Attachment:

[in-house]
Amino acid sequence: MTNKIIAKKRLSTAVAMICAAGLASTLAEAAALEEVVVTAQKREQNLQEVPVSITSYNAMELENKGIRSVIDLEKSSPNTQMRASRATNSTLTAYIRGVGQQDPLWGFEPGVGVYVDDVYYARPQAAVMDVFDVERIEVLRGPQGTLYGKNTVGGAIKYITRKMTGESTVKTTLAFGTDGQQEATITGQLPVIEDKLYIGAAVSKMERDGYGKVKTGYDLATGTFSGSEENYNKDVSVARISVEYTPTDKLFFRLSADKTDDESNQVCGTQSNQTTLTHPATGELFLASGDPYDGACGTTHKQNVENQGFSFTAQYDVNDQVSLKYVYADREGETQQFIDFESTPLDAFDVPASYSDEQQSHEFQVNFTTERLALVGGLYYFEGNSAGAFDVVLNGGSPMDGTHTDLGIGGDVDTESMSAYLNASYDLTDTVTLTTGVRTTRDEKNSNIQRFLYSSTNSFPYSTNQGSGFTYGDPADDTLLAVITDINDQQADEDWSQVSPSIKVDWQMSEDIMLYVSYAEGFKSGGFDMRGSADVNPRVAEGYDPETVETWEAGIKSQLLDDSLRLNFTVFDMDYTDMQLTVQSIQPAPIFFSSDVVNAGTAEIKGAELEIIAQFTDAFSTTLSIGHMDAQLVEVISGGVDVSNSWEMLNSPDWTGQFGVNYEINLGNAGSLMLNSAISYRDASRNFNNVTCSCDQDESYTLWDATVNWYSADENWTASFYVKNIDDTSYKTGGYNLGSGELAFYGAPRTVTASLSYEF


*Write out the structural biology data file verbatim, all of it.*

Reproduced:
[in-house]
Amino acid sequence: MTNKIIAKKRLSTAVAMICAAGLASTLAEAAALEEVVVTAQKREQNLQEVPVSITSYNAMELENKGIRSVIDLEKSSPNTQMRASRATNSTLTAYIRGVGQQDPLWGFEPGVGVYVDDVYYARPQAAVMDVFDVERIEVLRGPQGTLYGKNTVGGAIKYITRKMTGESTVKTTLAFGTDGQQEATITGQLPVIEDKLYIGAAVSKMERDGYGKVKTGYDLATGTFSGSEENYNKDVSVARISVEYTPTDKLFFRLSADKTDDESNQVCGTQSNQTTLTHPATGELFLASGDPYDGACGTTHKQNVENQGFSFTAQYDVNDQVSLKYVYADREGETQQFIDFESTPLDAFDVPASYSDEQQSHEFQVNFTTERLALVGGLYYFEGNSAGAFDVVLNGGSPMDGTHTDLGIGGDVDTESMSAYLNASYDLTDTVTLTTGVRTTRDEKNSNIQRFLYSSTNSFPYSTNQGSGFTYGDPADDTLLAVITDINDQQADEDWSQVSPSIKVDWQMSEDIMLYVSYAEGFKSGGFDMRGSADVNPRVAEGYDPETVETWEAGIKSQLLDDSLRLNFTVFDMDYTDMQLTVQSIQPAPIFFSSDVVNAGTAEIKGAELEIIAQFTDAFSTTLSIGHMDAQLVEVISGGVDVSNSWEMLNSPDWTGQFGVNYEINLGNAGSLMLNSAISYRDASRNFNNVTCSCDQDESYTLWDATVNWYSADENWTASFYVKNIDDTSYKTGGYNLGSGELAFYGAPRTVTASLSYEF